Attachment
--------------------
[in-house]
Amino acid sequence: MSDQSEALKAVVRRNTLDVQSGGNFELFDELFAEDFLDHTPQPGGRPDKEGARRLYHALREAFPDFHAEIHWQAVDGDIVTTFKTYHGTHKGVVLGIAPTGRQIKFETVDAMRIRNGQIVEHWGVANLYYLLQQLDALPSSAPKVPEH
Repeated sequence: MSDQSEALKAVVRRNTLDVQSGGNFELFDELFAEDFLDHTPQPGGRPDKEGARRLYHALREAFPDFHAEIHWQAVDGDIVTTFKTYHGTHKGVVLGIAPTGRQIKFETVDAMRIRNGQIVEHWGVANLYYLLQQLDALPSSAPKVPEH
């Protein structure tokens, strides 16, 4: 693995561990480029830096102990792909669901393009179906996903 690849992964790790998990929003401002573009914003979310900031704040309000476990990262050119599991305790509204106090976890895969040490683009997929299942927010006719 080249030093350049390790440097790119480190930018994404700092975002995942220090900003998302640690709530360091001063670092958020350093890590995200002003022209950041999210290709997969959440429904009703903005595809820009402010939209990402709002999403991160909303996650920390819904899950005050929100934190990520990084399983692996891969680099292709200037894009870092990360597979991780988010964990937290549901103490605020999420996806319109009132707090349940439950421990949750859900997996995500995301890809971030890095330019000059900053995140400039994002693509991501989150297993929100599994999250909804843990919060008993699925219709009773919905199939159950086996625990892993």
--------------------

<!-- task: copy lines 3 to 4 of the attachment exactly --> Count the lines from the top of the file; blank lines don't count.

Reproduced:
Repeated sequence: MSDQSEALKAVVRRNTLDVQSGGNFELFDELFAEDFLDHTPQPGGRPDKEGARRLYHALREAFPDFHAEIHWQAVDGDIVTTFKTYHGTHKGVVLGIAPTGRQIKFETVDAMRIRNGQIVEHWGVANLYYLLQQLDALPSSAPKVPEH
């Protein structure tokens, strides 16, 4: 693995561990480029830096102990792909669901393009179906996903 690849992964790790998990929003401002573009914003979310900031704040309000476990990262050119599991305790509204106090976890895969040490683009997929299942927010006719 080249030093350049390790440097790119480190930018994404700092975002995942220090900003998302640690709530360091001063670092958020350093890590995200002003022209950041999210290709997969959440429904009703903005595809820009402010939209990402709002999403991160909303996650920390819904899950005050929100934190990520990084399983692996891969680099292709200037894009870092990360597979991780988010964990937290549901103490605020999420996806319109009132707090349940439950421990949750859900997996995500995301890809971030890095330019000059900053995140400039994002693509991501989150297993929100599994999250909804843990919060008993699925219709009773919905199939159950086996625990892993």